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Ted Cruz is an Unwitting Publicist for Left-Leaning Books

As Sen. Ted Cruz questioned President Biden’s Supreme Court nominee, Ketanji Brown Jackson, on Tuesday at her Senate confirmation hearing, the Republican from Texas one-by-one held up books “either assigned or recommended,” he said, to students at a D.C. prep school where the judge is on the board of trustees.

“If you look at the Georgetown Day School’s curriculum, it is filled and overflowing with critical race theory,” Cruz said, referring to the intellectual movement that examines the way policies and laws perpetuate systemic racism. Combating the movement has become a rallying cry for conservatives.

Among the stack was a white paperback with large, bright orange letters: “The End of Policing,” Alex S. Vitale’s 2017 book that analyzes modern policing and makes the case for defunding the police.

But Cruz’s use of the prop had a different outcome than the senator probably intended. Sales of the book are skyrocketing.

“Thanks to Ted Cruz, The End of Policing is now the #1 Best Seller in Gov. Social Policy,” Vitale tweeted Tuesday, including a screenshot of the Amazon ranking.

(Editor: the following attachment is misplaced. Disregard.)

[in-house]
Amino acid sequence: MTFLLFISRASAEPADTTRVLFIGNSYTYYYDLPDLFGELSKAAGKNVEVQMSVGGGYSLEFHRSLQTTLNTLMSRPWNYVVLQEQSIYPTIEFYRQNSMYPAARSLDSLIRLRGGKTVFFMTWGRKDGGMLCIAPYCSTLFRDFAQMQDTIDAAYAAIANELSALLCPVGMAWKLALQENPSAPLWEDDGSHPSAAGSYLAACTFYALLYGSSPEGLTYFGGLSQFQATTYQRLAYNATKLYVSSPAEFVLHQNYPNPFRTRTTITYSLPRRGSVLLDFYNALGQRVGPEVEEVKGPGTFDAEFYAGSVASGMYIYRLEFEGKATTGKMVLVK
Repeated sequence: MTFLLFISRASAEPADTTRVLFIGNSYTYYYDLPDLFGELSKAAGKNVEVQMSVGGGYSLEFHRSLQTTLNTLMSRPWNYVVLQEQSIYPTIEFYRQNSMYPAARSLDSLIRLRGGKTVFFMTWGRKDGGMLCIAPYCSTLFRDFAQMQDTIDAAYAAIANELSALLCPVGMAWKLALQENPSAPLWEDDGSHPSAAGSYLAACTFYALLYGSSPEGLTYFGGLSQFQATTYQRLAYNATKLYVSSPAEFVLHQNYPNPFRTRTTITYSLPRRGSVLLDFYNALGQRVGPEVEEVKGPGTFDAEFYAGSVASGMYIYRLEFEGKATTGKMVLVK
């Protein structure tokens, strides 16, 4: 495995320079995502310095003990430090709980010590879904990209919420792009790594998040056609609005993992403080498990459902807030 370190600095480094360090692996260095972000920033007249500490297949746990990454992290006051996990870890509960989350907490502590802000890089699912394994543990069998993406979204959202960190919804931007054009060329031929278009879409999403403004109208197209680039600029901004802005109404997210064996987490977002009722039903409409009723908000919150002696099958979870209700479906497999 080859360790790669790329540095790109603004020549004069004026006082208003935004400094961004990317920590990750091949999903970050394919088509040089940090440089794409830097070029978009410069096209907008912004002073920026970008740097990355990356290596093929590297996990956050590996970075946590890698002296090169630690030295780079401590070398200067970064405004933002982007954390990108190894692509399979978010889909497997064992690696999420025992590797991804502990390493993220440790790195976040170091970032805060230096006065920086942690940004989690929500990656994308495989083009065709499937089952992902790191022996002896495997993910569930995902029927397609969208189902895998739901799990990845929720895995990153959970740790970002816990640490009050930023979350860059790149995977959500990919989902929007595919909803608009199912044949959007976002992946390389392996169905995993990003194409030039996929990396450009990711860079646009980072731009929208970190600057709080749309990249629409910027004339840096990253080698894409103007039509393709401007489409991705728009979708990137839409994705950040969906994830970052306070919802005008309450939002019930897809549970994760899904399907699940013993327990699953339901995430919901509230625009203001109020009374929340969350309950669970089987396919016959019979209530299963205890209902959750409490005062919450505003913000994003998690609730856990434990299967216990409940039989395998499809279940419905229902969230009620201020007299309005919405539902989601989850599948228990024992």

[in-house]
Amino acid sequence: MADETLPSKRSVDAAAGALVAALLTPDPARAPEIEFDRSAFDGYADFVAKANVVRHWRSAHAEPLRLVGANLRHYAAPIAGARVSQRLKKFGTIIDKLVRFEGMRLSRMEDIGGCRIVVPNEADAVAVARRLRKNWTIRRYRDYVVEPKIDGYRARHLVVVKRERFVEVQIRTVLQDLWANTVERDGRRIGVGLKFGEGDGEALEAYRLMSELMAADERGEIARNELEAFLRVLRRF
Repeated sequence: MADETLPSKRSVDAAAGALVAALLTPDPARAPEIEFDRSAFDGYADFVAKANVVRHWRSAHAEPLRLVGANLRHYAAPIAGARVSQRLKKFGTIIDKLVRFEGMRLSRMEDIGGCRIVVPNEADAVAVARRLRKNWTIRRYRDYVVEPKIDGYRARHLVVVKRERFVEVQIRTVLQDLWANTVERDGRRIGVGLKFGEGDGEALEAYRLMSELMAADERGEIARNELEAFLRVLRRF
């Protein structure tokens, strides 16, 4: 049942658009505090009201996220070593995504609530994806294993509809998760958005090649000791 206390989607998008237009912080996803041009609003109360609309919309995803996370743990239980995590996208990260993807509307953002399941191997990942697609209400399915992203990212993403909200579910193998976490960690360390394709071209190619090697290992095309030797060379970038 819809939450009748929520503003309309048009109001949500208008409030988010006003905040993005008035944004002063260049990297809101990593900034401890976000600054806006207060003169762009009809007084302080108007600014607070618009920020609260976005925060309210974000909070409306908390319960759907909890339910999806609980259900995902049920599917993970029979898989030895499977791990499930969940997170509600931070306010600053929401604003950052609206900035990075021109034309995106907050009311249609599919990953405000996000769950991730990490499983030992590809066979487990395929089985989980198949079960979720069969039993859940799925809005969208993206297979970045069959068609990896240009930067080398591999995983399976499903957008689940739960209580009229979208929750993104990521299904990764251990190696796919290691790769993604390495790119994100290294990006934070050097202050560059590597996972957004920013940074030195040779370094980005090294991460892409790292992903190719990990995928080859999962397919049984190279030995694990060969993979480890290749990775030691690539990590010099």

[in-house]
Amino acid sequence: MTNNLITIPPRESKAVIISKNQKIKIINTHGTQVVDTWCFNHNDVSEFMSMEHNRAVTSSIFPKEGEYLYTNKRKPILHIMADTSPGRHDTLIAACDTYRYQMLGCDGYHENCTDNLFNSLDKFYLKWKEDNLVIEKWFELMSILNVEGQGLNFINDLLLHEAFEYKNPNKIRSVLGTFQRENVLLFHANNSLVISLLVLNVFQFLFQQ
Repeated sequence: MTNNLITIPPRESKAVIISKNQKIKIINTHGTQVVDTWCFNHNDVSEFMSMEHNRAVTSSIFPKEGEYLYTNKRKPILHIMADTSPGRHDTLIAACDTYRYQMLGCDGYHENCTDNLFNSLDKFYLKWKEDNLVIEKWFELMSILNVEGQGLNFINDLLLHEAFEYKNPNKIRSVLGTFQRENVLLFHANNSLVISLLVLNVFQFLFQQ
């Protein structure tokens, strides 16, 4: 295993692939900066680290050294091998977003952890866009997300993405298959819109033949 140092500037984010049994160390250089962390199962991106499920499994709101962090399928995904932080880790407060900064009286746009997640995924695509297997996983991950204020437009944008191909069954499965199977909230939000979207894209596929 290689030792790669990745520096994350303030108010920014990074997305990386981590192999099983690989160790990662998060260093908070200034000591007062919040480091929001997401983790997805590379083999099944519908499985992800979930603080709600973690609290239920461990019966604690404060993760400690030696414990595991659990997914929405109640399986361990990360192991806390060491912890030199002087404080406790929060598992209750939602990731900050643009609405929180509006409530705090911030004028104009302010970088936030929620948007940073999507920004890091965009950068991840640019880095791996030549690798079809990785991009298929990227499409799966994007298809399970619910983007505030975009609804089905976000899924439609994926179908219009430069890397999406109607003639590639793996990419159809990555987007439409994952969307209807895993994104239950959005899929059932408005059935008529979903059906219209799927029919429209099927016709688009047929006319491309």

As of Friday morning, the book is No. 1 in Amazon’s sociology of race relations category.

Other books highlighted by Cruz have also climbed the charts. Ibram X. Kendi’s “How to be an Antiracist” is No. 2 in race relations, and his children’s book “Antiracist Baby,” which Cruz gave considerable screen time, is the No. 1 children’s book and the No. 2 bestseller for all books sold on Amazon. (Amazon founder Jeff Bezos owns The Washington Post.)

In a statement on Twitter, Vitale said he was “honored” Cruz recognized his book as a critical race theory text. Still, he added that he found the senator’s reference to the book misguided in the context of questioning Jackson.

“This seems to be just another example of the Senator’s intentional confusing of a specific school of legal scholarship and the broader effort to shed light on the nature and history of racism in America,” wrote Vitale, a sociology professor at Brooklyn College who was born and raised in Texas.

Read entire article at Washington Post